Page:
So we don't want to apply this to a problem if its tumbling and

you have to account for

a multi revolution problem this would be a poor choice of coordinates.

But compared to the Euler angles, Charles,

with Euler angles how far away were we from the singularity at the best case.

>> Is it 90?

>> 90 degrees.

You can pitch up and down 90 degrees.

So the best is zero pitch.

Or inclinations, you go from zero to 180.

So a polar orbit, 90 degree inclination,

is the furthest away from those singular behaviours.

That's it.

Here at least we have a three parameter set that moves a singularity 180

degrees away.

So you could see it right away using these if you lean your eyes dome,

their domain of linalization where it's valid it's much bigger about this twice

the motor oiler angles are doing.

So we're going to speed up to looking at how lineariable these coordinates are.

The relationship back to if you plug in the definition this EI times sine for

two this is cosine over two, so

sine over cosine just gives you tangent X this vectorial part to E1, E2 and E3.

So, that's a nice vector matrix notation that puts it together.

And if

you linearize

CRPs.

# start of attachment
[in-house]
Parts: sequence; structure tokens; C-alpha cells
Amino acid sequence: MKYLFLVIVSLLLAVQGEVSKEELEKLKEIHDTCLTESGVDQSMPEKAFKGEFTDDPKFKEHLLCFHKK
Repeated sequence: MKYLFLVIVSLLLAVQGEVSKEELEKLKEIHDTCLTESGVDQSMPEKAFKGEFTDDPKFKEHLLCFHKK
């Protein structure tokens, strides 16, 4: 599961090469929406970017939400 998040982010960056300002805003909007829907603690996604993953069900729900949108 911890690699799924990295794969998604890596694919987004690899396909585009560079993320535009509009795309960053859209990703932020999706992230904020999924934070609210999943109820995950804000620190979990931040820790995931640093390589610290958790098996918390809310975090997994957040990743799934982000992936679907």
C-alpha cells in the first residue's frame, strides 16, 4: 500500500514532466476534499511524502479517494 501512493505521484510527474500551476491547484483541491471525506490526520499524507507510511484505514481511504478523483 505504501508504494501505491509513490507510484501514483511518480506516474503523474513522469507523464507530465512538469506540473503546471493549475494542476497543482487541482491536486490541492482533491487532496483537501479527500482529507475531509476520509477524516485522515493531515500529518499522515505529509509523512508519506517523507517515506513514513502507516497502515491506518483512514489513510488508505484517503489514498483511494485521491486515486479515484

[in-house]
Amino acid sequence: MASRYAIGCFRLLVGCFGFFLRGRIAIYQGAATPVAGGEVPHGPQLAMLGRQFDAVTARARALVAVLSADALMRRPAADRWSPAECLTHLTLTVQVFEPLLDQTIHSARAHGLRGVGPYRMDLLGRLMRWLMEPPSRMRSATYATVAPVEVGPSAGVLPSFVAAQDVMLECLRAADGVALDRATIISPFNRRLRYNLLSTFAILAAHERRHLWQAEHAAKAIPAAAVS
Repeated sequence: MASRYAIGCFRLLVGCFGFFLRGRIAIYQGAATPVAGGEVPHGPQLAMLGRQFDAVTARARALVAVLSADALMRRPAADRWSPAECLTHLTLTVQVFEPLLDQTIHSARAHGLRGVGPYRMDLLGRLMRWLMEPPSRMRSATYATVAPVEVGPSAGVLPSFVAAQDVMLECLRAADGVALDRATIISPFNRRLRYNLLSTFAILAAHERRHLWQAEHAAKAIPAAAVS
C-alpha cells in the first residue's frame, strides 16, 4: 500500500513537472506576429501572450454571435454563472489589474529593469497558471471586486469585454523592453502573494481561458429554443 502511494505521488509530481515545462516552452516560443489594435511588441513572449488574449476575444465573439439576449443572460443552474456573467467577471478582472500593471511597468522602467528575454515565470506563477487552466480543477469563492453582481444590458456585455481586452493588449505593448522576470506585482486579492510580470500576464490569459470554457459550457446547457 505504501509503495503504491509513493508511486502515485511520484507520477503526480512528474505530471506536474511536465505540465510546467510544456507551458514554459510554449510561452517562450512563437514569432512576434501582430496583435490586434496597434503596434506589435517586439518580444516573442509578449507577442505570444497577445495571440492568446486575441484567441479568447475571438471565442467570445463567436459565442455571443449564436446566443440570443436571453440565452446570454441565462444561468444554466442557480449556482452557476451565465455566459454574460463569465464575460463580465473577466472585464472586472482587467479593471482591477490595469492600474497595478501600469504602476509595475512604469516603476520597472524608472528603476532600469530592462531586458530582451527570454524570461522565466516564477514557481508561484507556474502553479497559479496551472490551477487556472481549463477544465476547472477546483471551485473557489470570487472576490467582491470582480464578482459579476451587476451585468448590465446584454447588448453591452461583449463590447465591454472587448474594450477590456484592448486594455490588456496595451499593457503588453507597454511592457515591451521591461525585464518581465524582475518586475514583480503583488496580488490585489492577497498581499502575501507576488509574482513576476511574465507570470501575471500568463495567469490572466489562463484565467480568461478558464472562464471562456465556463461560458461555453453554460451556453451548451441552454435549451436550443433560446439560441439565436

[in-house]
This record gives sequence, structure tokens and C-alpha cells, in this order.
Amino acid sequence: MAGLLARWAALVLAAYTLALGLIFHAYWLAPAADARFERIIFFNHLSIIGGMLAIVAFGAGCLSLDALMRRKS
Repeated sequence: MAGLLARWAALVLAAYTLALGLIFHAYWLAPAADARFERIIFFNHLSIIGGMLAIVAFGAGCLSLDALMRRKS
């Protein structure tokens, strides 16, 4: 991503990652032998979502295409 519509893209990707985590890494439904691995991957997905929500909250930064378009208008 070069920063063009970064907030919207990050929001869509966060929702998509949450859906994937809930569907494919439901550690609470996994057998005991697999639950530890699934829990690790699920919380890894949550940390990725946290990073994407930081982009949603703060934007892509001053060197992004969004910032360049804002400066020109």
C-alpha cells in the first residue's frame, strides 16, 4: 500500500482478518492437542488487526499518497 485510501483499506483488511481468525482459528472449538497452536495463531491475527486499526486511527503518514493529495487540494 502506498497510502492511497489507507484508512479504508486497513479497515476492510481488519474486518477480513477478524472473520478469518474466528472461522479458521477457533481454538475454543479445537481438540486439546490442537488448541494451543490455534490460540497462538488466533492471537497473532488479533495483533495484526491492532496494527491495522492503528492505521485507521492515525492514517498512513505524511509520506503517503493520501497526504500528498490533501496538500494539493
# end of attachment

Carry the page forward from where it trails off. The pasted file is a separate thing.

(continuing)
If you're just doing little wiggles and tracking errors and stuff.

And q1, 2's, and 3's, you take the values times two, that's roughly how many radians

error you have, in roll, pitch, yaw, that your kind of more familiar with.

So there are ways to interpret it, and

again if the magnitude gets large I know by the way this is close to 180.

That point so,

there's direct ways here that we can map easily between this coordinates.

You can always go to and in from the DCM.

But these are much faster direct relations, especially for analysis.

And again, in this function, if you have 180 over 2 is tangent of 90.

And tangent 90, that's where that curve goes off to infinity, right?

That was the issues that we have.

Good, so much better suited for

large rotations compared to all other angles, but is still doesn't quite allow

a completely tumbling body without hitting a singularity, right?

That's still the remaining issue with this, but definitely an improvement.

Now, from the from a DCM, here's some convenient formulas.

I show you another one in a second.

But if you have to program it up,

there's different ways to compute this particular term in terms of betas.

And you take C transpose- C divided by that squared.

You can get this tilde, or

here's another way to get it, from the DCM you can get the q1, 2s, and 3s.

They're all kind of piggy backing on,

this looks similar to how we got order parameters from a DCM.

There was difference in the of diagonal terms to get the vectorial part but

the scaling looks different.

So these things are all related.

But those are some convenient form as you might see if you're using it.